Kevin “A_theKevlar_2” Schulz ($255,780) and Ronny “ronnyr37617” Kaiser ($142,609) took down events 31 and 34 respectively, but the big story was the Main Event, which nearly doubled the $1.5 million guarantee. The tournament attracted 4,766 entrants, generating a total prize pool $2,859,600, and the winner was Yann “yadio1111” Dion. After a heads-up deal with “CSWAMI,” Dion took home $453,229 and will now don the gold jersey. “CSWAMI” banked $413,2229.
The final standings looked like this:
|1||Yann "yadio1111" Dion||$453,229*|
|4||Scott "iRockhoes" Augustine||$188,734|
|5||Gerald "Aberdonian85" Cochlan||$140,121|
|6||Sorel "Imper1um" Mizzi||$97,227|
|7||Maksim "MAMOHT_T" Viktorovich||$65,771|
|8||Steve "betrthanphil" Tripp||$45,754|
|9||Steve "Zugwat" Silverman||$31,456|
*Denotes heads-up deal leaving $40,000 to the winner
Despite suffering a small dip in traffic since returning, Full Tilt is back in full swing. Some of the lower stakes players in Prague were buzzing about the upcoming MiniFTOPS series, and tons of players were scattered around the city looking for good Internet on the weekend in able to play the final FTOPS events. Keven Stammen didn’t get much going on Day 1a of the EPT Prague Main Event, but he was simultaneously going deep in FTOPS Event #17: $120+9 No-Limit Hold’em Knockout.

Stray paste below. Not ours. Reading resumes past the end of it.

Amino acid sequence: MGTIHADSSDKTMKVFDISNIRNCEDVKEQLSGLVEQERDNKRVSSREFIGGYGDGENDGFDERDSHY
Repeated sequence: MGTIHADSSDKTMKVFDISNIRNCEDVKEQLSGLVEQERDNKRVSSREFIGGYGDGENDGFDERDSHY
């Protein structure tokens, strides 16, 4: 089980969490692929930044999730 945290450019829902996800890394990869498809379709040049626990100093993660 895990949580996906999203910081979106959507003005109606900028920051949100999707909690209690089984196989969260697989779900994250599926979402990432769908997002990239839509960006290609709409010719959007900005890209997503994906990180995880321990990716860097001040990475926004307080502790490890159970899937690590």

He finished second, earning $72,661.40.
Sorel Mizzi was unable to close as the chip leader of the €10,000 High Roller final table, but as you can see from above, he final tabled the FTOPS Main Event the following day.
These players are very excited that Full Tilt is back, and the traffic will return to peak form soon enough. Perhaps Full Tilt, being owned by the Rational Group, will also make a return to the U.S. via New Jersey. One can dream, right?
5. Raghavan Wins Big, Klodnicki Finishes Strong Again
Ravi Raghavan, known as “govshark2” online, finally shipped a big score on the live tournament circuit. Last week, he took down the Season XI World Poker Tour Five Diamond World Poker Classic, besting Shawn Buchanan heads up and earning $1,268,571. Before that win, Raghavan’s largest live score was for $150,810, which he earned for winning a $2,500 side event during the Five Diamond series.